CITY HALL — Developers hoping to build projects that go above and beyond City Hall’s zoning rules could have to put their plans on hold under a proposal set to come before the City Council next week.
The proposal by Councilman Kevin McKeown would postpone hearings on all projects seeking development agreements with City Hall for several months while planners continue work on an update to the general plan known as the Land Use and Circulation Element (LUCE). The LUCE will set firm limits on building size and is expected to be adopted by the City Council by this summer.
McKeown’s proposal wouldn’t affect the planning process for all projects in the pipeline but would cause delays for the largest-scale developments that are seeking approval.
Development agreements are specialized contracts that can allow developers to exceed limits on building size and density in exchange for providing community benefits like affordable housing and public open space.
Under McKeown’s proposal, City Hall would still be permitted to process development agreement applications but planners’ priority would be to finalize the LUCE.
In an e-mail, McKeown said development agreements “have absorbed tremendous amounts of staff and [Planning] Commission time, diverting resources from needed work on the LUCE.”
At least five projects proposed for the eastern section of Santa Monica known as the Light Manufacturing and Studio District have pending applications for development agreements.
“It is difficult to assess the cumulative impacts of so many development agreements when we don’t yet have a master plan, which the LUCE will provide,” McKeown said, noting that the projects proposed under the agreements “have often exceeded even the upper range of entitlements contemplated under the LUCE.”
He said having a slew of large projects before the Planning Commission and City Council makes it harder for leaders and community members to reach a consensus on what the true size limits on development projects should be.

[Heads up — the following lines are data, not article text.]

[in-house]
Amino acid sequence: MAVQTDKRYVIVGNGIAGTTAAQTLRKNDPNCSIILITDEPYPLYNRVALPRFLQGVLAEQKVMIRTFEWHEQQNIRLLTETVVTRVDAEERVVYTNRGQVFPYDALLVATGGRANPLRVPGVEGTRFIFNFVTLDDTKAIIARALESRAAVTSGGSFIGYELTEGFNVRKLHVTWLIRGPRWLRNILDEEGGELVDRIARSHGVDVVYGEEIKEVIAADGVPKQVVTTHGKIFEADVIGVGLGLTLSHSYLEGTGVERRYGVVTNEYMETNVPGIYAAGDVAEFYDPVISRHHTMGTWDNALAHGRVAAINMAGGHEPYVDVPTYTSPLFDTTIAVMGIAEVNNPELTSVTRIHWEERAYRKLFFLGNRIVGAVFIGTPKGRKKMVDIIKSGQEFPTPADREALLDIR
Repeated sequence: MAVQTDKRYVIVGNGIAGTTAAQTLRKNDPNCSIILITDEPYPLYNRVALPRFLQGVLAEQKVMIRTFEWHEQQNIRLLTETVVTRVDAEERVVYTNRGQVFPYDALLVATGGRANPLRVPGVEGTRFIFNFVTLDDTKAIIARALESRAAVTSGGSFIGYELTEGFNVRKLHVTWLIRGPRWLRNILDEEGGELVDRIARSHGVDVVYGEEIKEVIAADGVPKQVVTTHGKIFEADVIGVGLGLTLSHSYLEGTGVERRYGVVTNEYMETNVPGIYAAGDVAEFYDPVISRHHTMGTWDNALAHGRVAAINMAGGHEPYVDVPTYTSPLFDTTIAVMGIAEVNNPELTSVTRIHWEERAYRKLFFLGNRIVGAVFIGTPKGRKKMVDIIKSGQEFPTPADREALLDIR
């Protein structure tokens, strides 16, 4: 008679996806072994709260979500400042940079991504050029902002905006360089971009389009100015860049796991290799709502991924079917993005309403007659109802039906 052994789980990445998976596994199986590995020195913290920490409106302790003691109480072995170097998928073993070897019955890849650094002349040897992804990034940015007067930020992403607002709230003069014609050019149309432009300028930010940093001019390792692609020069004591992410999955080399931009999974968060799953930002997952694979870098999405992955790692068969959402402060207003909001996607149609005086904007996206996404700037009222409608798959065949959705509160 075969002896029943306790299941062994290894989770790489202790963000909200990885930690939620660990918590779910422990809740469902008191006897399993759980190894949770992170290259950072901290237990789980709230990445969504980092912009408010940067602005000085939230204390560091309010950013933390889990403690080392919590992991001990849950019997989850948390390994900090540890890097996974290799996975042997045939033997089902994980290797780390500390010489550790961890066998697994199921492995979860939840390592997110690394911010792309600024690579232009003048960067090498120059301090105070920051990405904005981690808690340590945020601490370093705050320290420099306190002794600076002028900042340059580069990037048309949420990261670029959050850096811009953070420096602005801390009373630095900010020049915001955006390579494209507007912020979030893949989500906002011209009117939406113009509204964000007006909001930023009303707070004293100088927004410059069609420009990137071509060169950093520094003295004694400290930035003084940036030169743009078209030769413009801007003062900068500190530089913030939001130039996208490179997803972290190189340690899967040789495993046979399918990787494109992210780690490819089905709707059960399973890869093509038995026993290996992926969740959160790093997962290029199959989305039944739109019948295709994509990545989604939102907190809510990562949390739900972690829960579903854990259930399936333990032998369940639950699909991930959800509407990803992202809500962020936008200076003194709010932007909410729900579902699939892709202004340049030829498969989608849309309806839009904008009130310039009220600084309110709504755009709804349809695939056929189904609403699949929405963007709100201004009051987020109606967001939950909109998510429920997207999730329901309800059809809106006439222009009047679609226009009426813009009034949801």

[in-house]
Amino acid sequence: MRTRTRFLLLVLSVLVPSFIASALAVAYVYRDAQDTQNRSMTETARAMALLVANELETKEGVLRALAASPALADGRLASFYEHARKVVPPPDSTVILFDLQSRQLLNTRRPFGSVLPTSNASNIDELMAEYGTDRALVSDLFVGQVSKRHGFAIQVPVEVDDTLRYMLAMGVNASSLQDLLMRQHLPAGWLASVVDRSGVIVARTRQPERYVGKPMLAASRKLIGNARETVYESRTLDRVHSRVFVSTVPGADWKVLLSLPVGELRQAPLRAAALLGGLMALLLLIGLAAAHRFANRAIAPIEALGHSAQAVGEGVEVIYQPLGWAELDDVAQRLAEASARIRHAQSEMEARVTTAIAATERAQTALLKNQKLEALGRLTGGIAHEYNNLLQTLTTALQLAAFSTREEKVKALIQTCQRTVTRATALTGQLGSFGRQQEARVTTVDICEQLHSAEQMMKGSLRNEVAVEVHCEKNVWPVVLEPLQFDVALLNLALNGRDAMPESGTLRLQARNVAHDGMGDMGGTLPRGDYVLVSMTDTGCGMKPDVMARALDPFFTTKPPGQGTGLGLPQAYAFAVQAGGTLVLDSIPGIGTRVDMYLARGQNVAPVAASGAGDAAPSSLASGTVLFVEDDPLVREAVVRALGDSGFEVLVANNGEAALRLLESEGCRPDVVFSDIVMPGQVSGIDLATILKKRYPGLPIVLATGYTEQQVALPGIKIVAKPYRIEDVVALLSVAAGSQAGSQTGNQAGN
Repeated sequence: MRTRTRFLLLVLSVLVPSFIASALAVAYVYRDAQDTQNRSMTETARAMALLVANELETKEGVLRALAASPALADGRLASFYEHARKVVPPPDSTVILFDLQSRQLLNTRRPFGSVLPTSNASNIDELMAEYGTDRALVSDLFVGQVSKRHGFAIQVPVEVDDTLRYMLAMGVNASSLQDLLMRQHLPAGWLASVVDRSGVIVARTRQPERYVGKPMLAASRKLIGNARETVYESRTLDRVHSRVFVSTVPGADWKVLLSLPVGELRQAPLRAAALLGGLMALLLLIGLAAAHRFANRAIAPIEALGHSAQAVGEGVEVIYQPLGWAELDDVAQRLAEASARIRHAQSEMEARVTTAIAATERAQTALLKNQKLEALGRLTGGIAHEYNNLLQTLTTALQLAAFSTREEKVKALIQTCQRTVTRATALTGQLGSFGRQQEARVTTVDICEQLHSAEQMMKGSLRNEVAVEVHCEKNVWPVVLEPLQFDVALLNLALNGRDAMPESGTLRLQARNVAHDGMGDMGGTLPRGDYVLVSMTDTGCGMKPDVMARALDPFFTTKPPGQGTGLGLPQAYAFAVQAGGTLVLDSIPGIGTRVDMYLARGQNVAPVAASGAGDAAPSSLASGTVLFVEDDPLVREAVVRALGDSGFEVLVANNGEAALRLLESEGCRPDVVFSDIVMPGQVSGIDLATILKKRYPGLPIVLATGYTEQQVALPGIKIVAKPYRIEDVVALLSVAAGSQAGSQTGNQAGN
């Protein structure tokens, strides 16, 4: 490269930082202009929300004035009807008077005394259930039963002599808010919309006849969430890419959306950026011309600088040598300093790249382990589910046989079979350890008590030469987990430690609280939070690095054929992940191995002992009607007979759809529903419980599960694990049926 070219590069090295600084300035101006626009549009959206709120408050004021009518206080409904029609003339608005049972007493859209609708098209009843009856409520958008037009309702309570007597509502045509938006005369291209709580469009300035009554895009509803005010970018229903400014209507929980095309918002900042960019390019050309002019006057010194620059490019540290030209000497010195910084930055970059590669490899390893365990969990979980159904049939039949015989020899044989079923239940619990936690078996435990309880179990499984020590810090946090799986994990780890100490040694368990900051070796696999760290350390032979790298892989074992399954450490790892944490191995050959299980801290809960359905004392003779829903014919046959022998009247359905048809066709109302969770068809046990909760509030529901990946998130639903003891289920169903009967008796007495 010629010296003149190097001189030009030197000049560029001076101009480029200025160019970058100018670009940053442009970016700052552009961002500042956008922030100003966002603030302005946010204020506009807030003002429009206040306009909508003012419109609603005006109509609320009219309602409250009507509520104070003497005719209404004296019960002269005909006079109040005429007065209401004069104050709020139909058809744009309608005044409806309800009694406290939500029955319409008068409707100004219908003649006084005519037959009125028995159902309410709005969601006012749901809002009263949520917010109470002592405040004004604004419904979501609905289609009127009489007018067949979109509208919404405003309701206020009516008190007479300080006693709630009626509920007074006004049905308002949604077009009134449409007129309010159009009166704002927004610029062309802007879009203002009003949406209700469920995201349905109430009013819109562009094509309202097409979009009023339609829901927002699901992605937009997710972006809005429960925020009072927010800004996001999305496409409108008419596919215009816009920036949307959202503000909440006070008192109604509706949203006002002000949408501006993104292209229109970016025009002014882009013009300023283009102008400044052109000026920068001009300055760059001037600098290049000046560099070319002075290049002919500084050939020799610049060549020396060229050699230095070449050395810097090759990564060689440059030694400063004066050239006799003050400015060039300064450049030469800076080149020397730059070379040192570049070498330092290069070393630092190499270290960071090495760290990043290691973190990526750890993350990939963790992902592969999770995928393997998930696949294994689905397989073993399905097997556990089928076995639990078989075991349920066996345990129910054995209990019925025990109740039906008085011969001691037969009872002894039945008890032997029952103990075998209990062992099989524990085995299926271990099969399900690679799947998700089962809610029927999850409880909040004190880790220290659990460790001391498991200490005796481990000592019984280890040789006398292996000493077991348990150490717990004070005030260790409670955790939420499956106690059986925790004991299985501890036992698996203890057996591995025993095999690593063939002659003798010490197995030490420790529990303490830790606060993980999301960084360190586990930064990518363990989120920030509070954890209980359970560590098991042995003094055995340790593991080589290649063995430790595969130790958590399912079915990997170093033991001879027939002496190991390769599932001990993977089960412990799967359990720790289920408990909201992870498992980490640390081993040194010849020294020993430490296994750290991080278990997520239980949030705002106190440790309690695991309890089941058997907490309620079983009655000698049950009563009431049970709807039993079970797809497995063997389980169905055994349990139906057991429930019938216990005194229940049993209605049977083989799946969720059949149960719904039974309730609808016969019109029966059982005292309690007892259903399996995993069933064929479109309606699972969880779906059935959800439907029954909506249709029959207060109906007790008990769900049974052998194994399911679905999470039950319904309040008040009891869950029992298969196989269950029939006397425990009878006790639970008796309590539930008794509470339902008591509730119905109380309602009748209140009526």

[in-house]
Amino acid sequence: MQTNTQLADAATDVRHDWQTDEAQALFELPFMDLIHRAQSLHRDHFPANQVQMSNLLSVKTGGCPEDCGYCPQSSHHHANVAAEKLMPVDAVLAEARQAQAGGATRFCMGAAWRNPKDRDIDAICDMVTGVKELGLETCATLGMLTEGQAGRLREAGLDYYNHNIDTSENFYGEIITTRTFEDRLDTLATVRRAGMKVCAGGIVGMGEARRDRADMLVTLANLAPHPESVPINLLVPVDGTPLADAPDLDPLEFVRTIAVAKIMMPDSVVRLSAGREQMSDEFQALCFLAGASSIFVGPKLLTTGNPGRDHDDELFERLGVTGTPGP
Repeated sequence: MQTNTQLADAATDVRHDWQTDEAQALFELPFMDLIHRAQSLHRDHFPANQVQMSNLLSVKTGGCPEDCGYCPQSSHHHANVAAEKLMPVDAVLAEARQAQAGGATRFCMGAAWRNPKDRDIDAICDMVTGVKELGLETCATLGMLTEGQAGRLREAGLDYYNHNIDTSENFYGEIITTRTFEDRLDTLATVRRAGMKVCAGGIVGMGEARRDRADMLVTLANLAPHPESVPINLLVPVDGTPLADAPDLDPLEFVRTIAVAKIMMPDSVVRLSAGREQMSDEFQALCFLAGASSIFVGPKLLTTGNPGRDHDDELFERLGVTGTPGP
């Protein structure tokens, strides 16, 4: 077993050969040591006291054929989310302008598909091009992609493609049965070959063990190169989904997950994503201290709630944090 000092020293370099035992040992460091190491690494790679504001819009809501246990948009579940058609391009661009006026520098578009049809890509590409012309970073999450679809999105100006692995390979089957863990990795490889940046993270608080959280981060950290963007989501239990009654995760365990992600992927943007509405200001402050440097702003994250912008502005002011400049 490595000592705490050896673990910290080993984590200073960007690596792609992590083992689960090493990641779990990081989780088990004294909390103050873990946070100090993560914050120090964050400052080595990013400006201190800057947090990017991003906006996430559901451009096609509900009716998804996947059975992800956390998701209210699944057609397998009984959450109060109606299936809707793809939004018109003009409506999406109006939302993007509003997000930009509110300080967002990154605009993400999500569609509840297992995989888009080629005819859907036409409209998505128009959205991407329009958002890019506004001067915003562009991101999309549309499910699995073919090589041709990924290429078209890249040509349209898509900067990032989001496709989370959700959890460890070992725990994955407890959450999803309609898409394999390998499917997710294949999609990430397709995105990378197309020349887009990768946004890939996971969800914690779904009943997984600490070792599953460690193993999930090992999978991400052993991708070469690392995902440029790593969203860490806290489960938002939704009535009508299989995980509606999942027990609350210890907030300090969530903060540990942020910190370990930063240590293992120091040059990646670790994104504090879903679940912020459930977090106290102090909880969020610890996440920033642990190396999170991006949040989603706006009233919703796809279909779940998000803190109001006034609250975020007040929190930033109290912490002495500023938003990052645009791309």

McKeown’s proposal comes after community groups opposed to large-scale developments have for years suggested similar ideas and after planning commissioners discussed such a “time-out’ for development agreements at a meeting this month.
Zina Josephs, of the group Friends of Sunset Park, said her organization first asked City Hall officials to delay approving new development agreements until the LUCE was approved a couple of years ago.
“Now that the city is being inundated with proposals for such agreements, I hope the council will take action to do that,” she said.
Councilman Bob Holbrook, though, questioned whether postponing development agreement approvals would benefit the city.
He said development agreements give City Hall a clearer picture of what developers are proposing and allow the council to extract needed community benefits. And adding delays to City Hall’s approval process, he said, can be costly.
“Once people have decided to develop a piece of property, stopping somewhere along the line can only hurt them,” he said.
He also said there’s no great risk the council would approve outsized development projects, regardless of whether hearings on the projects take place before or after the LUCE is adopted.
“I think this council is pretty conservative” when it comes to development, he said.